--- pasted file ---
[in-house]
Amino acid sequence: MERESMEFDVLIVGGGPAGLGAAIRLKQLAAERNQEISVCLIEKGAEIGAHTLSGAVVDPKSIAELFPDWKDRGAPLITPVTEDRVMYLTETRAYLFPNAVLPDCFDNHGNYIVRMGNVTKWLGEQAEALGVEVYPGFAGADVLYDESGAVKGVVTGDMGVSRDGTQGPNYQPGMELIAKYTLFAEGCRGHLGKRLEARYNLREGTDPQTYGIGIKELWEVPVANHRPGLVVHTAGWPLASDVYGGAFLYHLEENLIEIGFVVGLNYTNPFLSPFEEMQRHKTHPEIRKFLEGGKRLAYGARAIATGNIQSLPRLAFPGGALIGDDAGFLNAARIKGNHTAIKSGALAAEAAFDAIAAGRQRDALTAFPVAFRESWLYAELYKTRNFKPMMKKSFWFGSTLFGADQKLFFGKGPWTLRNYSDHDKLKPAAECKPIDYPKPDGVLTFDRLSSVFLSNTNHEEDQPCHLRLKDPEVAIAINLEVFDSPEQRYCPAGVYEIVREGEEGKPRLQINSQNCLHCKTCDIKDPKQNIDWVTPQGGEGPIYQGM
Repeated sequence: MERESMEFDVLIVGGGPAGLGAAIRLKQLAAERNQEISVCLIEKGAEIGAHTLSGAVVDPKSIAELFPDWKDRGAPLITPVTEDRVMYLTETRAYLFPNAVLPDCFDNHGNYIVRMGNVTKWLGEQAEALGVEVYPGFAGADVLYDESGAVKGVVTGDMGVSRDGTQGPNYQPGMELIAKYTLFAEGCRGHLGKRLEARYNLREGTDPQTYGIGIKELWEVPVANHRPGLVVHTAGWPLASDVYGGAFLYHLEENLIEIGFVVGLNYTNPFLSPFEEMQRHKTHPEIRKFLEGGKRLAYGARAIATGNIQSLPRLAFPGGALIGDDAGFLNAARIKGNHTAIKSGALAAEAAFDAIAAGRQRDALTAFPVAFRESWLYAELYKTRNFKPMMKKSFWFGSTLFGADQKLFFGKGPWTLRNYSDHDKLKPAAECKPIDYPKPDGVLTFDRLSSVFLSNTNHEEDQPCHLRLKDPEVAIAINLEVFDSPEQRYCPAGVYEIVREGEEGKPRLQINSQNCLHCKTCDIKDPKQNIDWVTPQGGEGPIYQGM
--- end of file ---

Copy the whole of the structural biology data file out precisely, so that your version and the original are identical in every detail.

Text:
[in-house]
Amino acid sequence: MERESMEFDVLIVGGGPAGLGAAIRLKQLAAERNQEISVCLIEKGAEIGAHTLSGAVVDPKSIAELFPDWKDRGAPLITPVTEDRVMYLTETRAYLFPNAVLPDCFDNHGNYIVRMGNVTKWLGEQAEALGVEVYPGFAGADVLYDESGAVKGVVTGDMGVSRDGTQGPNYQPGMELIAKYTLFAEGCRGHLGKRLEARYNLREGTDPQTYGIGIKELWEVPVANHRPGLVVHTAGWPLASDVYGGAFLYHLEENLIEIGFVVGLNYTNPFLSPFEEMQRHKTHPEIRKFLEGGKRLAYGARAIATGNIQSLPRLAFPGGALIGDDAGFLNAARIKGNHTAIKSGALAAEAAFDAIAAGRQRDALTAFPVAFRESWLYAELYKTRNFKPMMKKSFWFGSTLFGADQKLFFGKGPWTLRNYSDHDKLKPAAECKPIDYPKPDGVLTFDRLSSVFLSNTNHEEDQPCHLRLKDPEVAIAINLEVFDSPEQRYCPAGVYEIVREGEEGKPRLQINSQNCLHCKTCDIKDPKQNIDWVTPQGGEGPIYQGM
Repeated sequence: MERESMEFDVLIVGGGPAGLGAAIRLKQLAAERNQEISVCLIEKGAEIGAHTLSGAVVDPKSIAELFPDWKDRGAPLITPVTEDRVMYLTETRAYLFPNAVLPDCFDNHGNYIVRMGNVTKWLGEQAEALGVEVYPGFAGADVLYDESGAVKGVVTGDMGVSRDGTQGPNYQPGMELIAKYTLFAEGCRGHLGKRLEARYNLREGTDPQTYGIGIKELWEVPVANHRPGLVVHTAGWPLASDVYGGAFLYHLEENLIEIGFVVGLNYTNPFLSPFEEMQRHKTHPEIRKFLEGGKRLAYGARAIATGNIQSLPRLAFPGGALIGDDAGFLNAARIKGNHTAIKSGALAAEAAFDAIAAGRQRDALTAFPVAFRESWLYAELYKTRNFKPMMKKSFWFGSTLFGADQKLFFGKGPWTLRNYSDHDKLKPAAECKPIDYPKPDGVLTFDRLSSVFLSNTNHEEDQPCHLRLKDPEVAIAINLEVFDSPEQRYCPAGVYEIVREGEEGKPRLQINSQNCLHCKTCDIKDPKQNIDWVTPQGGEGPIYQGM